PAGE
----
|Application Of Tibb-i-Nabi To Modern Medical Practice|
|Written by Hakim Moinuddin Chishti (Robert Thomson, N.D.)|
Bismallah Ir-Rahman, Ir-Rahim
Medical practice in the United States is facing its most serious challenge in the past 100 years. While no medical system can be expected to have a monopoly on cures, to day allopathic medicine is facing an ever- growing number of unorthodox assaults, on top of the malpractice increase. And, these charges are being lodged despite the outstanding advances and cures which can be attributed to scientific medicine.
The chief complaints against the orthodox system are that it is often harmful, often ineffective, and often too expensive. Modern hospital medicine is vulnerable on all three counts. It uses techniques and drugs that are productive of many adverse reactions, cost too much and frequently do not cure. Indeed, Dr. Lewis Thomas, President of the Sloan-Kettering Memorial Cancer Center in New York, confessed in a recent interview, that all internists know that ninety percent of all illnesses get better by themselves.
In the late 1979's in modern and scientific America (and much of the rest of the developed world), there need be no concern for the plagues and diseases which leveled civilizations in the past: smallpox, poliomyelitis, cholera, measles, and especially systemic bacterial infection are simply not a threat to life. In one sense, then, men and women and children are much healthier than they have ever been in human life; yet, they are much more apprehensive and disappointed about their lives than ever before. The reports of unnecessary surgeries, suicides, drug abuse, sexual perversion, alcoholism and a wide array of "nervous" disorders, affect the entire population. What is more the causes of death for most people cancer, heart disease contain a clue as to the true source and cause of the problem, the gradual withering away and withdrawal of the life Force itself. Still, women abort their children, everyone seems quite willing to ingest substances known to shorten their life span, and engage in life habits and patterns which demonstrably build disease.
Coincident with this growing lack of true health, there is an assault upon the very integrity of the physician, and the substantial proportion of malpractice suits are rooted in the common misunderstandings about medicine and responsibility for health. Patients feel that the doctor has all the answers and the patient is but a passive participant in the relationship. Such an expectation is beyond the ability of medical science to satisfy. Physicians themselves have difficulty overcoming the psychological and financial temptations involved in assuming such a role. Thus, they too fall into the traps inherent in relationships based upon unjustified dependency.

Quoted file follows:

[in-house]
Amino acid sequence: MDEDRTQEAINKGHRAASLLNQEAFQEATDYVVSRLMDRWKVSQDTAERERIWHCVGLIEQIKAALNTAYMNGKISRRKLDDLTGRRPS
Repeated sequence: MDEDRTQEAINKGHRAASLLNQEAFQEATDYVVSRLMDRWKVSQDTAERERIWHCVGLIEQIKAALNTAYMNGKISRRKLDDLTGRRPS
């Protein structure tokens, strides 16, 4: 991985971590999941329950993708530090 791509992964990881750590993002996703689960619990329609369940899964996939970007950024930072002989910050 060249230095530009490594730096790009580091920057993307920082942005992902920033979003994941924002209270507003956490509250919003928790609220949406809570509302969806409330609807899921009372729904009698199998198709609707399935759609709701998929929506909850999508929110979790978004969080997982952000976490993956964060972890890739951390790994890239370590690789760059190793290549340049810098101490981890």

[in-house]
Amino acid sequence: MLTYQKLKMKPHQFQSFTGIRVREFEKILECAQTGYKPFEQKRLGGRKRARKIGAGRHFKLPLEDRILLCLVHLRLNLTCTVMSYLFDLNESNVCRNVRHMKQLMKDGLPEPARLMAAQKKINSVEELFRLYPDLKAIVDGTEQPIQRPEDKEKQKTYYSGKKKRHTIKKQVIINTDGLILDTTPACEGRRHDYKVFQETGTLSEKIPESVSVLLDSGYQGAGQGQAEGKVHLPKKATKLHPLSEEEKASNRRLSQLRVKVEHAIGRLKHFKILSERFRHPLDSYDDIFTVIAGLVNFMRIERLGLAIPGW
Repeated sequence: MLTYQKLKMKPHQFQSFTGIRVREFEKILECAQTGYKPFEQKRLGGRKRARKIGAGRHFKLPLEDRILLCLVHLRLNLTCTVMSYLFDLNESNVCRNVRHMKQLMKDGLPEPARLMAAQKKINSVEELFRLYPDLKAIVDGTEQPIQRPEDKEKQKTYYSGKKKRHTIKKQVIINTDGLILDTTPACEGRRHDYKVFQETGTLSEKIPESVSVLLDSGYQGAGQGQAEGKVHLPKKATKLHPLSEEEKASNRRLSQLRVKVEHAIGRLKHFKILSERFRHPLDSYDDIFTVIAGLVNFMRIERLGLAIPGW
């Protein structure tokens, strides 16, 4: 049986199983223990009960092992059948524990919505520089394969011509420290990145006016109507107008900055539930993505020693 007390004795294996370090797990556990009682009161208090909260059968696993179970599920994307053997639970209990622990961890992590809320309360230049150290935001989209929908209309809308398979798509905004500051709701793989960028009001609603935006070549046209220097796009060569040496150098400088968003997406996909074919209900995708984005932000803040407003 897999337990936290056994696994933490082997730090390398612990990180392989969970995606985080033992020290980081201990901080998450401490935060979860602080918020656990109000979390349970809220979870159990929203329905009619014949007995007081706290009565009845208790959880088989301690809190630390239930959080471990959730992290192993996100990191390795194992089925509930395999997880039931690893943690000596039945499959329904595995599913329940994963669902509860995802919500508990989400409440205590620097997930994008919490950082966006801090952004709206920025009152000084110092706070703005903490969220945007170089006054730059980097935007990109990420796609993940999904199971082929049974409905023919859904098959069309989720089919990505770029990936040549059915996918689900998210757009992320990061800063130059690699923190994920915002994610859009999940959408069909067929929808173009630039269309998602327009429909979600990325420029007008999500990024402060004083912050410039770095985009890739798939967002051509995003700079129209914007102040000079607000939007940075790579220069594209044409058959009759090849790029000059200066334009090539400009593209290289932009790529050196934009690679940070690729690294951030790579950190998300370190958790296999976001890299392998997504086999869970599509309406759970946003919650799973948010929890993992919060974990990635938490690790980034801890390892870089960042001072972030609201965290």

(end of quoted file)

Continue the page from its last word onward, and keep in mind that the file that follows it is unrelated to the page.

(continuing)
It is at this critical juncture, when Man seems to be losing the physical and psychological underpinnings necessary for rational life-that we must turn to our Gracious and Merciful Creator, Allah t'ala, for the infallible remedy and vital prescriptions for our time.
Insha allah, in this presentation, I would like to suggest some conceptual framework within which we can begin to utilize the most Complete and thorough Medical Tradition, that of the Holy Prophet Muhammad (AS), and arrive at a renewed view of man as healer and man as patient.
Allah t'ala tells us in Surah An'am, verse 17:
"If God touch thee with affliction, none can remoe it but He;" (VIII 7)
And, again, in Surah Yunus, verse 57, we learn:
"O mankind! there hath come to you a direction from your Lord and a healing for the (diseases) in your hearts, -and for those who believe, a Guidance And a Mercy". (XI57)
And, once again, in Surah Bani Isra'il, this idea is even made more clear:
"We send down (stage by stage) in the Qur'an that which is a healing and a mercy to those who believe... " (XVII / 82)
Similar revelations are contained in other verses in Qur'an, notably in Surah XXVI, verses 80 and 81; XLI, verse 44; Surah XVI, verses 53 and 69. These are the specific references to guide mankind to the revelation of the latest and complete code for the fit conduct of human life on earth, in order to maintain or regain health.
As Muslim physicians, there is a very special obligation upon us, to become models of human life lived in harmony with these commands of our Creator. To accomplish this, let us look for a moment at the very excellent and perfect example left to us by the Prophet Muhammad (AS), and conveyed to us in the Sahih Traditions of Muslim and Bokhaii. The first Appendix shows a preliminary listing of those topics having a direct bearing and relationship upon health, which is given with a specific instructions from our beloved Prophet (AS),
It is clear that far from being a general and vague guide to health, the Qur'an and Hadith of Islam, on the contrary, gives us most specific ordering of matters of healthy living, for all manner of public and private health, even to the contamination of food by pets!
As Muslims we are well aware of a fact kept hidden from the general public in the West, and this is that the most complete system of "natural medicine" ever devised has been extant for 1,400 years, presented in the fullest and miraculous order of Divine Commands from Allah, and lived out in example by the most profound human being in history. And it is by this example that the present health crisis may be met. For this is, above all, a crisis of faith, of faith in the physician, of faith in the human mechanism as healing process, of faith in the patient, but above all, a cynical loss of faith in God Himself. We have learned from the Hadith of the Prophet (AS), "We did not send down any disease, unless we have sent down the remedy with it." And so, as the disease is "loss of faith" in the ultimate sense, the cure is therefore "iman."